10am Sundays @ Seven Oaks Elementary

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A Mouthful of Poison


"No human being can tame the tongue. It is a restless evil, full of deadly poison."

- James 3:8

The average adult says around 16,000 words each day. Those 16,000 words represent a lot of subjects, verbs, and adjectives - and an ENORMOUS number of opportunities to do serious harm to those around us.

How many disagreements between husbands and wives turn into shouting matches? How often has a correction from a parent to a child taken the form of verbal bullying? How many times has a friend muttered an uncharitable judgment to another? How many attempts at humor have exploited someone's weakness? How many moments of honest anger have crossed the border into fits of rage?

I suspect you can identify with those scenarios. I know I do. I cringe with remorse and grief to think of how many times I've used my voice, and my carefully selected words, as a weapon of manipulation and intimidation against my children. Or moments when my desire to "win the argument" with my wife have led me to craft statements aimed to dismantle her opinions or discredit her feelings. My head hangs in shame to hear James' words: "Brothers, these things ought not to be so" (3:10).

And none of this takes into account our use of social media, and how we employ our words in the public eye!

As our men journey together through the book of Colossians, we recently encountered Paul's instructions to husbands and fathers. Here's how he exhorts the men in the church: "Husbands, love your wives, and do not be harsh with them (3:19)... Fathers, do not provoke your children, lest they become discouraged" (3:21). There's surely more to "harshness" and "provoking" than merely speech, but I am quite certain there is not less. When a husband is verbally harsh toward his wife, he bullies her into submission instead of giving her the opportunity to gladly submit of her own volition. When a father provokes his children with loud voice and strong language, he crushes something in his young soul, leading to his discouragement. Similar results are achieved in the lives of anyone toward whom we aim the poisonous darts of our well-aimed, wickedly-intentioned words.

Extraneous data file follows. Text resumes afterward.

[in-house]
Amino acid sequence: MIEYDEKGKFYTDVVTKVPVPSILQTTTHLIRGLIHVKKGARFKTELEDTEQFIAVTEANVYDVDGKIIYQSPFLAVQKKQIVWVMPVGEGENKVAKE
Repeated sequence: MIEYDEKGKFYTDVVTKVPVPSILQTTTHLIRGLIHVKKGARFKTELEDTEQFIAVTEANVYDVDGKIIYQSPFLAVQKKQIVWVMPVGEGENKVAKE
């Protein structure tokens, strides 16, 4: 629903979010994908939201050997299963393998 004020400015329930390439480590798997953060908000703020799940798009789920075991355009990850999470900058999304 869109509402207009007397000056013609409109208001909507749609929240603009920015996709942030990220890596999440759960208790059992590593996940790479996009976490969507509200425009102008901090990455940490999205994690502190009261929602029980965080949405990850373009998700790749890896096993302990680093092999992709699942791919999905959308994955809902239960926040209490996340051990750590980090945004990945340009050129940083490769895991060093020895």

"How great a forest is set ablaze by such a small fire!" - James 3:5

Here's a hard truth: We can't fix it. James says it bluntly: "No human being can tame the tongue" (3:8). Not on our own. Our words hold such great potential for damage and destruction, and our hearts are so prone to fuel their fire with pride and bitterness, that we are in constant danger of tearing down fellow image-bearers. The only real hope for change in our pattern of speech is not merely a disciplined mouth, but a transformed heart.

And that is precisely the point where the gospel swoops in to save the day. What we need is heart-change, and through the righteousness of Jesus Christ applied to sinners by simple faith, heart-change is precisely what God provides. "Therefore, if anyone is in Christ, he is a new creation. The old has passed away; behold, the new has come" (2 Cor. 5:17). Of course this transformation isn't likely to instantaneously change the way we speak. Our relationship with God places on a lifelong pathway of discipleship, by which our minds are tutored by his word, our hearts are trained to follow the guidance of the Holy Spirit, and the righteousness of Jesus increasingly flows through our lives - including our mouths.

Jesus himself said, "Out of the overflow of the heart the mouth speaks" (Matt. 12:34). So if we want to limit the damage we cause with our destructive speech - and indeed turn our speech into gracious, salt-seasoned blessing (Col. 4:6) - we need to admit our inability to effect change in ourselves, plead with God to shape our hearts after that of his Son, and yield ourselves to his leadership as we gradually learn to reflect the grace of Christ in our speech.

Perhaps then our 16,000 daily words will be transformed from landmines of potential harm, into opportunities to impart life and blessing to everyone who hears us.